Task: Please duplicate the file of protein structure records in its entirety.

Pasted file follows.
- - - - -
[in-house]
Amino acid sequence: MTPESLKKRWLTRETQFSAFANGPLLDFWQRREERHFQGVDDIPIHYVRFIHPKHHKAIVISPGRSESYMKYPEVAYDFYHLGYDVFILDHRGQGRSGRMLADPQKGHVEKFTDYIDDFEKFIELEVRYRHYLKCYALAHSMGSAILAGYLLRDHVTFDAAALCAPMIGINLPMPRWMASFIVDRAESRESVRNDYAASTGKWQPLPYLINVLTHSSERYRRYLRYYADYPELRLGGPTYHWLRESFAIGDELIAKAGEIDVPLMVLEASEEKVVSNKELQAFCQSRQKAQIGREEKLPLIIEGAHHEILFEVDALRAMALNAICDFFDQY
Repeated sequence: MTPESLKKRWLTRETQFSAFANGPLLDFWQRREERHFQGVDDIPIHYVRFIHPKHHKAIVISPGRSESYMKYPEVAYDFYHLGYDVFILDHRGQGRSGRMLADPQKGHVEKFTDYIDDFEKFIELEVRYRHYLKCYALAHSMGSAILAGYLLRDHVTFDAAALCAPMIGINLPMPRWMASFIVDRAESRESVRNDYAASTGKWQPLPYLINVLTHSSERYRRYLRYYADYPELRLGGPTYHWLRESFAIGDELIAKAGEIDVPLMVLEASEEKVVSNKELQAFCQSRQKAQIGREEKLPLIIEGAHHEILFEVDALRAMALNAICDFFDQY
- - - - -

[in-house]
Amino acid sequence: MTPESLKKRWLTRETQFSAFANGPLLDFWQRREERHFQGVDDIPIHYVRFIHPKHHKAIVISPGRSESYMKYPEVAYDFYHLGYDVFILDHRGQGRSGRMLADPQKGHVEKFTDYIDDFEKFIELEVRYRHYLKCYALAHSMGSAILAGYLLRDHVTFDAAALCAPMIGINLPMPRWMASFIVDRAESRESVRNDYAASTGKWQPLPYLINVLTHSSERYRRYLRYYADYPELRLGGPTYHWLRESFAIGDELIAKAGEIDVPLMVLEASEEKVVSNKELQAFCQSRQKAQIGREEKLPLIIEGAHHEILFEVDALRAMALNAICDFFDQY
Repeated sequence: MTPESLKKRWLTRETQFSAFANGPLLDFWQRREERHFQGVDDIPIHYVRFIHPKHHKAIVISPGRSESYMKYPEVAYDFYHLGYDVFILDHRGQGRSGRMLADPQKGHVEKFTDYIDDFEKFIELEVRYRHYLKCYALAHSMGSAILAGYLLRDHVTFDAAALCAPMIGINLPMPRWMASFIVDRAESRESVRNDYAASTGKWQPLPYLINVLTHSSERYRRYLRYYADYPELRLGGPTYHWLRESFAIGDELIAKAGEIDVPLMVLEASEEKVVSNKELQAFCQSRQKAQIGREEKLPLIIEGAHHEILFEVDALRAMALNAICDFFDQY